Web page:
The All India Muslim Personal Law Board (AIMPLB) on Monday announced a campaign to convey to the judiciary, top government functionaries and the law commission that Muslims believe in the Shariat and that their right to follow Muslim personal law, including the practice of talaq, must remain inviolate.
As part of the campaign, hundreds of women signed a form that read: “We respect the triple talaq verdict (but) we believe in Shariat and talaq is part of it. Any restriction on it will amount to denying us our right to practice Muslim personal law as given by the Constitution, and it should remain intact.’’ The signature drive was held during the first meeting of women organised by the AIMPLB since the Supreme Court ruling against instant triple talaq.
The campaign will also involve organising meetings of Muslim men and women across the country, after which resolutions will be passed and copies sent to the President, Prime Minister, judges, law commission and women’s commission to assert the community’s right to follow its personal laws.
On Sunday, the AIMPLB executive committee had accused the central government of trying to interfere in the community’s personal laws in the guise of showing sympathy for women. At the gathering at Iqbal Maidan here on Monday, speakers again accused the Centre of interfering in personal matters of the community. “A propaganda is on for the last three years to project Muslim women as the most oppressed and unhappy, but that’s not true. We are here to protect the Shariat,’’ a woman speaker said. She referred to Muslim women who celebrated the Supreme Court verdict as “rented”.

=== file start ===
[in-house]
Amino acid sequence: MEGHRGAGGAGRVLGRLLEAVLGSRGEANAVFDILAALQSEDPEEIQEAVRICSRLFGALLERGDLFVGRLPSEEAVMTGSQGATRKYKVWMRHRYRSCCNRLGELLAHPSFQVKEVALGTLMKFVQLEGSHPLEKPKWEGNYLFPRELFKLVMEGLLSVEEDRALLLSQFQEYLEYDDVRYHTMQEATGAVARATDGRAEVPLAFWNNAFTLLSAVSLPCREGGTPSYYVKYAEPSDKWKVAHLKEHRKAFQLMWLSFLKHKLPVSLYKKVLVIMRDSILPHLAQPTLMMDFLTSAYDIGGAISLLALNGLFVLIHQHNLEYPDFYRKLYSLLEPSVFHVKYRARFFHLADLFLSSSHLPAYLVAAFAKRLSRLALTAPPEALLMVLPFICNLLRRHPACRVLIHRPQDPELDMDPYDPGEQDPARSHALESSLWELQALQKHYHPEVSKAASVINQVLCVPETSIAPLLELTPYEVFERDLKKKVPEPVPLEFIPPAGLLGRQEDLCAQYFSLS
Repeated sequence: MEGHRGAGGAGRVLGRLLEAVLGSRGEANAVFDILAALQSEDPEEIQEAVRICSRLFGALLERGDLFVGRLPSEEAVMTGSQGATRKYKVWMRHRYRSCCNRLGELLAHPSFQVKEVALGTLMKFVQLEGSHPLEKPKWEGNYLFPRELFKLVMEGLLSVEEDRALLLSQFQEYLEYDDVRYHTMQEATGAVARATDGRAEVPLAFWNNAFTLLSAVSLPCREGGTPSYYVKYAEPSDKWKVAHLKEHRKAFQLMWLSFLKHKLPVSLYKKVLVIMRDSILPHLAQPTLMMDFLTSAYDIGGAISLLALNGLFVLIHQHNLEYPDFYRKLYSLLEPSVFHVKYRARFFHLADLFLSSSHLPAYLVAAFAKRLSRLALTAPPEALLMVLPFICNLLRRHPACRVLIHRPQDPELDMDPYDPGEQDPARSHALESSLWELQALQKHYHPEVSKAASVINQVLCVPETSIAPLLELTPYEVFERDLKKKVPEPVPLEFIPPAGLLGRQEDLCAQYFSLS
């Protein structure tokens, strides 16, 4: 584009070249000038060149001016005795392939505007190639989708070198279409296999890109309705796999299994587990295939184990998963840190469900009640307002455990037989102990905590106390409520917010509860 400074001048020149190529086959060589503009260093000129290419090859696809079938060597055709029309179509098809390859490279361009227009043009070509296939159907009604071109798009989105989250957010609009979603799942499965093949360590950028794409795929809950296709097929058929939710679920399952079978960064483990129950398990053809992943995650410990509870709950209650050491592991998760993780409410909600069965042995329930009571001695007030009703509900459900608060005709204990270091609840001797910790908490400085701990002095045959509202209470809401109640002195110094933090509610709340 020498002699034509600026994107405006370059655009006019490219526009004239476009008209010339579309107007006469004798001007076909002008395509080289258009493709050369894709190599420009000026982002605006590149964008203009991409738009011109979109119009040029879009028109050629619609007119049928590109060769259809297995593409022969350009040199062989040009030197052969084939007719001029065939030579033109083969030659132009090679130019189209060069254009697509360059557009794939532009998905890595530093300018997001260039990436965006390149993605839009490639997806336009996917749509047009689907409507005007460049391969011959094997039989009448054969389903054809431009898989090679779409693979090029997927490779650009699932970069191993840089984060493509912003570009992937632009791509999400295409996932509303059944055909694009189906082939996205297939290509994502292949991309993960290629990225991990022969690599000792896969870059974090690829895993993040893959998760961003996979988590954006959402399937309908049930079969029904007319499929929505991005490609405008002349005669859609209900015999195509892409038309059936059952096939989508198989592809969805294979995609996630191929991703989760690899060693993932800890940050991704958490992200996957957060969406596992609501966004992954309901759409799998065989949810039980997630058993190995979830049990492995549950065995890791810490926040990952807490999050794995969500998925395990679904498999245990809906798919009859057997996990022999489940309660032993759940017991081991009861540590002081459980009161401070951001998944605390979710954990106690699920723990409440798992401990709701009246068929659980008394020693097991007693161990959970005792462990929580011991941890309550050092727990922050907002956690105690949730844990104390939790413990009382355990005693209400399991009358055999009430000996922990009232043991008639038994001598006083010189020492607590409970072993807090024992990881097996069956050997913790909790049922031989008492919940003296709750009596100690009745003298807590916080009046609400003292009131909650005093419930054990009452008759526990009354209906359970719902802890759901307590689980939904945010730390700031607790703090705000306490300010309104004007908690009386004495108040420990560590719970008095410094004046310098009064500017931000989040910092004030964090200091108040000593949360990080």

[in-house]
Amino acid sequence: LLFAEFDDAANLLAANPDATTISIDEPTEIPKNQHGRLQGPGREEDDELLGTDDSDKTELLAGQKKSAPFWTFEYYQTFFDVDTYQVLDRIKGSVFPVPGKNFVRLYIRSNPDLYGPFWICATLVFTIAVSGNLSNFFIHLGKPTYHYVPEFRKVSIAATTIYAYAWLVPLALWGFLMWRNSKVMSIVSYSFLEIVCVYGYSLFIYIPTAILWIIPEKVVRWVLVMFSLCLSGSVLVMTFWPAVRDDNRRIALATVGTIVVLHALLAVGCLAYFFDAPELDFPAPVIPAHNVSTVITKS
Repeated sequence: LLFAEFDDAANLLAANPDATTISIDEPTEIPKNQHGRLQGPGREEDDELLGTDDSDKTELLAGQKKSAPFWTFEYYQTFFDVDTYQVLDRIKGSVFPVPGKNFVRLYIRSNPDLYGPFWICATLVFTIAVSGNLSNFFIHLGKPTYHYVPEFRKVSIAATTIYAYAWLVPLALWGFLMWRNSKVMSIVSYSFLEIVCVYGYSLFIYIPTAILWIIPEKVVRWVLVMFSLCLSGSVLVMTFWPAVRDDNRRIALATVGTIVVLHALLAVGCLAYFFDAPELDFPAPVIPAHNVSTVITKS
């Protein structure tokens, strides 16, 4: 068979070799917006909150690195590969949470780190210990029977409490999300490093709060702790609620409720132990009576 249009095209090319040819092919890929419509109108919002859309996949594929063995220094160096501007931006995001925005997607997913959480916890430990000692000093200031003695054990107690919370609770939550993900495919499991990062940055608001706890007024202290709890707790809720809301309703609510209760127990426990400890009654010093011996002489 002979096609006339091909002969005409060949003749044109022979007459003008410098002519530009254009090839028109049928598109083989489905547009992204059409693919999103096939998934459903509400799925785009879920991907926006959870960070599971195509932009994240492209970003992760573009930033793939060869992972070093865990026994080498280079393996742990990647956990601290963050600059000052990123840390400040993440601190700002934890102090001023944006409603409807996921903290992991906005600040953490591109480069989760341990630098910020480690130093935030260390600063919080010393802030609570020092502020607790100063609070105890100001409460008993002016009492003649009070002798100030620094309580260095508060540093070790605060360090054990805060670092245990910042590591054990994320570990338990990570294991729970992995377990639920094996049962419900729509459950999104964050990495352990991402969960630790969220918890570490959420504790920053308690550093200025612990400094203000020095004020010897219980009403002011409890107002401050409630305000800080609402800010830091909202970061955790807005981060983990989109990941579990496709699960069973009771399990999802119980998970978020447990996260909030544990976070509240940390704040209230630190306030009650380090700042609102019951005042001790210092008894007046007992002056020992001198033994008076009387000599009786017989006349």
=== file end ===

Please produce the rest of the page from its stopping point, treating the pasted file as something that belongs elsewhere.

Addressing the gathering, Dr Asma Zehra, an executive committee member of the board, said that allegations were being levelled against the community’s practices for some time. “A propaganda is on in the media that Muslim women are harassed and that if the laws are changed their lot will improve. We have to assert ourselves — that we don’t want our laws to be changed,’’ she said. Islam gives more rights to women than any other religion, she said, “Do we need freedom? We got it 1,400 years ago from the barbaric practices prevailing then.”